Airway Management
Unconscious casualties have no control over their muscles, including the muscles that control the tongue.

The relaxed tongue will fall backwards and block the airway. If a breathing, unconscious casualty remains on their back, the risk of airway obstruction increases.

By tilting the head back and lifting the chin forward, the tongue is pulled away from the back of the throat. Ensuring a clear airway is essential so the casualty can breathe.

Material in the mouth (such as food, blood or vomitus) may also obstruct the airway of an unconscious casualty. It is vital that if such material is present it is removed.

In some cases the casualty may regurgitate or vomit the stomach contents which then enter the mouth and nose causing an obstruction. Regurgitation is more likely if the casualty is not provided with correct head tilt and chin lift.
Airway Open
Airway Closed
Airway Obstructed

There are 2 types of head tilt used in resuscitation:
  • Neutral – used for infants and with suspected spinal injury casualties
  • Backward – used in resuscitation of older children and adults
By combining correct head tilt and effective chin lift, you can assist the casualty to have an open and clear airway and reduce the risk of regurgitation.

In most situations, the airway can be managed with the use of head tilt and chin lift. If the airway is obstructed by a foreign body or fluid, then the airway should be cleared with the casualty lying on their side to avoid accidental inhalation of obstructions.
  • Unless you can fully assess a casualty in the position in which you find them, turn the casualty onto their back
  • Place your hand on the forehead and gently tilt the head back
  • Support and lift the chin to open the airway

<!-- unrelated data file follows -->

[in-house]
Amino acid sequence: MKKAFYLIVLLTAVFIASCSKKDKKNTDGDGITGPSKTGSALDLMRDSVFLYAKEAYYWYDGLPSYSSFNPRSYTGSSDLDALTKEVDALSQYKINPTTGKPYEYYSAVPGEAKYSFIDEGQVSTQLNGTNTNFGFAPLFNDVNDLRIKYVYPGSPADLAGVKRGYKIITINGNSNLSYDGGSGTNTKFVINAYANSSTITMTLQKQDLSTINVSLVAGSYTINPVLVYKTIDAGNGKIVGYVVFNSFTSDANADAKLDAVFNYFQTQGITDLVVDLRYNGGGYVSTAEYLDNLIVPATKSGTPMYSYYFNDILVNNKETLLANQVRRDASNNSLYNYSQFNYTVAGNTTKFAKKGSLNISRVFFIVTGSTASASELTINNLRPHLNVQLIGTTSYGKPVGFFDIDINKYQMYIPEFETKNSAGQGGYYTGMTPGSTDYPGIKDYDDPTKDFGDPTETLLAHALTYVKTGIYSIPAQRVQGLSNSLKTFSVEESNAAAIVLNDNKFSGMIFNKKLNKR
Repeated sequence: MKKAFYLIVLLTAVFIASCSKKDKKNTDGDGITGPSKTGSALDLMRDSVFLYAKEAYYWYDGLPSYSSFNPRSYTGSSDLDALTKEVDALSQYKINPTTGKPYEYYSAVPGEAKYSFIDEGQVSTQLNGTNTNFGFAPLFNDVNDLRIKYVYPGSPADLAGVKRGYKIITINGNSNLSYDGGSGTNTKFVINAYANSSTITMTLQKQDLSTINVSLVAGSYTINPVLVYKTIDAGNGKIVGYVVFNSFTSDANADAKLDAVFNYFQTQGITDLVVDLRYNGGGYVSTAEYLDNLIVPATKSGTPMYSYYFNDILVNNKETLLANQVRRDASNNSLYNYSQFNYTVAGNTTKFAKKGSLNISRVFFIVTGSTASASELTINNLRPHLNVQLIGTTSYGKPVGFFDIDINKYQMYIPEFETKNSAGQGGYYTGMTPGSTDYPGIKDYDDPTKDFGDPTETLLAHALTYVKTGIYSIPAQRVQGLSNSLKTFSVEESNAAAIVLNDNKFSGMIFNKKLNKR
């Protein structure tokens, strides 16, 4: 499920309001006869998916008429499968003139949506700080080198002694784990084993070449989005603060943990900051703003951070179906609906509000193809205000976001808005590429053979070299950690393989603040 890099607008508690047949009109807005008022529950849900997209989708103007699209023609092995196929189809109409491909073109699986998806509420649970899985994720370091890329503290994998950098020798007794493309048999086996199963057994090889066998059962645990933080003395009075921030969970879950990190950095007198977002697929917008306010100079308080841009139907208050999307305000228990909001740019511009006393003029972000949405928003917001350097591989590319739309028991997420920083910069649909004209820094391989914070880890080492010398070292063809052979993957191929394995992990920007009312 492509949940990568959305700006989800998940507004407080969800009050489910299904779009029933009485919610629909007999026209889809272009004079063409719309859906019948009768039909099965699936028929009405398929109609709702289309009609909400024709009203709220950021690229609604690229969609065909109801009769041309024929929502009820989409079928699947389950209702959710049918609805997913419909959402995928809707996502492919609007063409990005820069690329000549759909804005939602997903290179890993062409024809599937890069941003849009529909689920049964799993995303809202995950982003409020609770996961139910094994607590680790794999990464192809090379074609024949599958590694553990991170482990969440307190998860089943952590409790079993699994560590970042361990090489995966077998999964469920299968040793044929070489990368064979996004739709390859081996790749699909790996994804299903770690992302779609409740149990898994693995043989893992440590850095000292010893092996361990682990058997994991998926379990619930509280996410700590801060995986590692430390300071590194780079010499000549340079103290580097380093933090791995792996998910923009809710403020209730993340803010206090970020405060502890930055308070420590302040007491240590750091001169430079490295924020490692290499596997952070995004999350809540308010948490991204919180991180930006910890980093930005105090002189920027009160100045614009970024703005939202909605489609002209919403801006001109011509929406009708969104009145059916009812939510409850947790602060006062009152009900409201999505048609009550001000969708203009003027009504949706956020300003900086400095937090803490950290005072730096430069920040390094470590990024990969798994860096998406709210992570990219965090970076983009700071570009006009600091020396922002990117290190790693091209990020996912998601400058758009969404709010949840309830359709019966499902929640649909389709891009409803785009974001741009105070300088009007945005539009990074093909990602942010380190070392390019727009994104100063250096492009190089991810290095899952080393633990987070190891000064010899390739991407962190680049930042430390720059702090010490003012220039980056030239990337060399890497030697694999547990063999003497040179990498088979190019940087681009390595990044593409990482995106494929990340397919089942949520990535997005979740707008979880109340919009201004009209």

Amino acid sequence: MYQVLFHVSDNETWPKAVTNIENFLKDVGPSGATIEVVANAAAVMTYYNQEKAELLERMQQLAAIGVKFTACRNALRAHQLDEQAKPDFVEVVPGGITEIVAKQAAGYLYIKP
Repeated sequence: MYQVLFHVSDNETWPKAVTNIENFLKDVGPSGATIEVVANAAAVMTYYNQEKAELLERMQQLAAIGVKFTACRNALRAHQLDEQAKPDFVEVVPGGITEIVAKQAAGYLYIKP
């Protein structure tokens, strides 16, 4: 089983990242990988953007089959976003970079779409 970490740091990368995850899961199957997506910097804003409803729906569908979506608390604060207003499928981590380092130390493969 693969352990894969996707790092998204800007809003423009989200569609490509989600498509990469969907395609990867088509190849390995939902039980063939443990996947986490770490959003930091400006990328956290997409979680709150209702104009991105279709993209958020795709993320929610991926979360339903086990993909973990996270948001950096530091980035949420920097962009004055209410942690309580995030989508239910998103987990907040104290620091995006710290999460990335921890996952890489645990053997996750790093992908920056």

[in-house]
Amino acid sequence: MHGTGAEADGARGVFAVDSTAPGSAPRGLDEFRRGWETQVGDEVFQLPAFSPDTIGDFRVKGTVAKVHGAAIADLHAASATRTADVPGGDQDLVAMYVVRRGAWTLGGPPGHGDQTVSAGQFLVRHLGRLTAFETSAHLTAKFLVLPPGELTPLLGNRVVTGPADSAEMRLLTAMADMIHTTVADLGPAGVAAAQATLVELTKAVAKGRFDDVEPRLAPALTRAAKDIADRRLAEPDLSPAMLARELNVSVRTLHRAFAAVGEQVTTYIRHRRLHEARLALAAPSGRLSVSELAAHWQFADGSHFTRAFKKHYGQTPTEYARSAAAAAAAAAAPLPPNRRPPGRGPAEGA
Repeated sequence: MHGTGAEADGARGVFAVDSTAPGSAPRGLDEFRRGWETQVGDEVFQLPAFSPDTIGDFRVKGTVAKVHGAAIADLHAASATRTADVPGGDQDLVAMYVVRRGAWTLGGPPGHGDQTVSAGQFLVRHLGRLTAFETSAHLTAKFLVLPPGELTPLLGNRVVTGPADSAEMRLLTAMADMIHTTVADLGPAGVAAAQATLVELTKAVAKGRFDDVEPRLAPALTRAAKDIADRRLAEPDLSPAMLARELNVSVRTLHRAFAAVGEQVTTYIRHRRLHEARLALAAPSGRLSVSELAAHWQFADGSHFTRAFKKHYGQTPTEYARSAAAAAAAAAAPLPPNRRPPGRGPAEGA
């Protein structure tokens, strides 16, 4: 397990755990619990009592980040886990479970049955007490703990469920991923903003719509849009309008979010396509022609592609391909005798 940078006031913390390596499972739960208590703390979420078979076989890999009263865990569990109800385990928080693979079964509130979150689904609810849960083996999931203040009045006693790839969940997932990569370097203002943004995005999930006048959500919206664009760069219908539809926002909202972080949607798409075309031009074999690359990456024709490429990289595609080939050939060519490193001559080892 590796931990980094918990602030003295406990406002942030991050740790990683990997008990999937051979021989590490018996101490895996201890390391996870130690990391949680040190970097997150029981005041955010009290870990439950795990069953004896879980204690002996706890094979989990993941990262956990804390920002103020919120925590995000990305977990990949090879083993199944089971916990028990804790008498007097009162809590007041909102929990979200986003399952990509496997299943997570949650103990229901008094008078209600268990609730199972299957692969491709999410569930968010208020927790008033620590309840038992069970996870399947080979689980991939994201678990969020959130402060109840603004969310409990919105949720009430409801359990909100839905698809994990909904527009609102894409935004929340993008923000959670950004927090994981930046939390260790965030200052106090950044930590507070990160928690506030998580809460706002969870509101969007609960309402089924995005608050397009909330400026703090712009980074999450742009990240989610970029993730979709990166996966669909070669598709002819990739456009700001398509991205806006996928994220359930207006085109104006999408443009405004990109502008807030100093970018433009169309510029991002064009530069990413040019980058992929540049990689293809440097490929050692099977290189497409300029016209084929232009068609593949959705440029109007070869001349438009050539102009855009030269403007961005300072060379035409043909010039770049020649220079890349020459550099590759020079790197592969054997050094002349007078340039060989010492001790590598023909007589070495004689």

• Remove dislodged or loose dentures
  • Leave well fitting dentures in place
A casualty requiring rescue breaths depends on an open airway.

If rescue breaths are unsuccessful you will need to clear the airway after the next cycle of compressions.
  • Remove any visible obstruction from the casualty’s mouth
The airways of an infant or young child are kept open and clear by supporting the head in the horizontal (neutral) position. DO NOT extend the head backwards.

If opening the airway is difficult in the horizontal position, tilt the infant or child’s head back slightly with a gentle movement until the airway opens.

Backward head tilt and chin lift This method is used for a casualty in the side position, or when on their back before starting rescue breaths or CPR.
  • place your hand on the forehead and gently tilt the head back
  • place your fingertips under the point of the casualty’s chin and lift the chin to open the airway.
    • in children and infants do not press on the soft tissues under the chin as this may block the
Clearing the airway of an upright casualty In some instances, a casualty is trapped or held in a position which prevents the first aider placing them flat on the ground. It still remains vital the airway is kept clear. The best way to do this is applying backward head tilt and chin lift.

Great care is needed if there is any possibility of a spinal injury given the entire weight of the casualty’s head may need supporting. Once backward head tilt is applied, keep the head in that position and do not allow it to fall forward again.